It’s becoming a common story in the news these days – someone who was entrusted with the care of children molested them, abused them, and, in some circumstances, even killed them! These people are teachers, youth group sponsors, school maintenance workers, childcare givers, grandparents, fathers, and mothers. They live in our town, shop in our stores, attend our churches, and even interact with our children. They come in every form – male, female, short, tall, white, black, rich, and poor. I couldn’t sleep the other night just knowing the kind of danger my children are facing right here in our own town!
“The heart is deceitful above all things and beyond cure. Who can understand it?” – Jer. 17:9
The latest story I’ve heard is a mother who claimed that her children had been abducted when, in reality, she had murdered them and hidden their bodies! Why would she do that? Why not give them up to the care of a loving adoptive family, who would keep them safe? If we can’t even trust the mothers to care for their babies, then who will?
One of my favorite verses is Isaiah 49:15-16, “Can a mother forget the baby at her breast and have no compassion on the child she has borne? Though she may forget, I will not forget you! 16 See, I have engraved you on the palms of My hands; your walls are ever before Me.”
The fact of the matter is that God does love and care about our children, but evil is currently allowed to reign in this world. In fact, He gives a warning to people who despise children:
“See that you do not despise one of these little ones. For I tell you that in heaven their angels always see the face of My Father who is in heaven.” – Matt. 18:10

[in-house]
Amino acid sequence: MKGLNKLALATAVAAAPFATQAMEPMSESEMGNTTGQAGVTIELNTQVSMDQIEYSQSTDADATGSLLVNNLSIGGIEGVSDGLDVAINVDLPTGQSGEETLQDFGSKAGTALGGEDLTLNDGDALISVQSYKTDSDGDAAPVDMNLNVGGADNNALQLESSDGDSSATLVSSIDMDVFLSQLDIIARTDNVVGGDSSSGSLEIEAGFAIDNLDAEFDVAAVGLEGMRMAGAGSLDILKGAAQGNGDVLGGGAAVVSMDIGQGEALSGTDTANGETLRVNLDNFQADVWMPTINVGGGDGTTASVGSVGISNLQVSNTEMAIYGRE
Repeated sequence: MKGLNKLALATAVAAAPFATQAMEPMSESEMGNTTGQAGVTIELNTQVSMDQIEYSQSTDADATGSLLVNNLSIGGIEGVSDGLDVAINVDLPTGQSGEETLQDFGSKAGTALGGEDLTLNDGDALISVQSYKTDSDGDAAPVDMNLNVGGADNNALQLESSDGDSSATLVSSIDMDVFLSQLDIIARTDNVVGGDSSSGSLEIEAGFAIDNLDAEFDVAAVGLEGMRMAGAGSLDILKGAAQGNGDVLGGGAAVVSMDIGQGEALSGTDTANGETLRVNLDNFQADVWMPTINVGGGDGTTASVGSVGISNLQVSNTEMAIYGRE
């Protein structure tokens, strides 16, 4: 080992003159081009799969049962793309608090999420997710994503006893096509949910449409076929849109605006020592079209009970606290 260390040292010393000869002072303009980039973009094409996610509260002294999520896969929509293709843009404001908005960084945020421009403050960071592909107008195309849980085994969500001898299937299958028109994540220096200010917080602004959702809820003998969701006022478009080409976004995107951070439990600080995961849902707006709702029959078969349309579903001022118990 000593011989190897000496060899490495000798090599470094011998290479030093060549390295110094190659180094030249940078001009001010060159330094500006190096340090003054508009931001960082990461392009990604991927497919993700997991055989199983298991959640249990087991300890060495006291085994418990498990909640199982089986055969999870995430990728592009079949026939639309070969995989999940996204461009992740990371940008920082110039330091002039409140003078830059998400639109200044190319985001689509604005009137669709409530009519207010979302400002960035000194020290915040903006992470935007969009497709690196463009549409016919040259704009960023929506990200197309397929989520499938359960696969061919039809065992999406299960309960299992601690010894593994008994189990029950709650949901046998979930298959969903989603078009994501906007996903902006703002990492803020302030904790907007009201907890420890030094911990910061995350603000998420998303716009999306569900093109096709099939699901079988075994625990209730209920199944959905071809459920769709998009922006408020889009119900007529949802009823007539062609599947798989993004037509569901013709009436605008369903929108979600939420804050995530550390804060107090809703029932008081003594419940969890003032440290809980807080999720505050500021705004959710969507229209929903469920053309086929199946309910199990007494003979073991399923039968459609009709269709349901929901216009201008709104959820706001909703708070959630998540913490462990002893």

But it’s hard to reconcile the fact that according to http://www.childhelp.org, “More than five children die every day as a result of child abuse” or that “more than 90% of juvenile sexual abuse victims know their perpetrator in some way.” It’s hard to see God’s protective hand when evil is lurking around every corner!
A day doesn’t go by that I don’t hear from a stranger how beautiful my children are. I even had a middle-aged man approach me at the park when Hannah was about 18-months-old and ask if he could hold her! Of course, it’s easy to glare at a stranger and run away with your child held closely to your chest. But what if it’s a grandparent who is doing the abuse? What if it’s your child’s caregiver? What if it’s your best friend’s husband? What if it’s your child’s teacher? How do you know? And how do we protect our children?
1. Pray. Before you do anything else, before you get out of your bed in the morning, before you get your kids dressed for school, before you eat breakfast, pray! Pray for your children’s safety. Pray that they will have wisdom to stay away from harmful situations. Pray that they will remember the safety tips you have given them. Pray that the adults caring for them will earn your trust daily. Pray that God will keep them under His wings. Pray, pray, pray!
2. Warn. I think one of the biggest mistakes we make as parents is to assume that harm will never come to our children. After all, we know the people in their lives, and we know that they would never, ever do anything to hurt our children! But if that’s true, then why are there so many children being abused by people they know? Don’t you think their parents probably felt the same way? Many parents are afraid that if they talk to their children about safety issues, they will terrify their children and give them nightmares. But there are appropriate ways to talk to your children no matter how old they are. Hannah will be four in a couple of weeks, but she already knows that there are certain areas of her body that are off-limits to others. She also knows that she is never, ever allowed to go off with someone without asking Mommy first – even if it’s a family member, friend, or another child. What do I tell her when she asks why? I simply remind her that we are all sinners and that there are bad people in the world who need Jesus. Without Him, they are serving Satan and don’t want what’s best for her like I do. She hasn’t had any nightmares.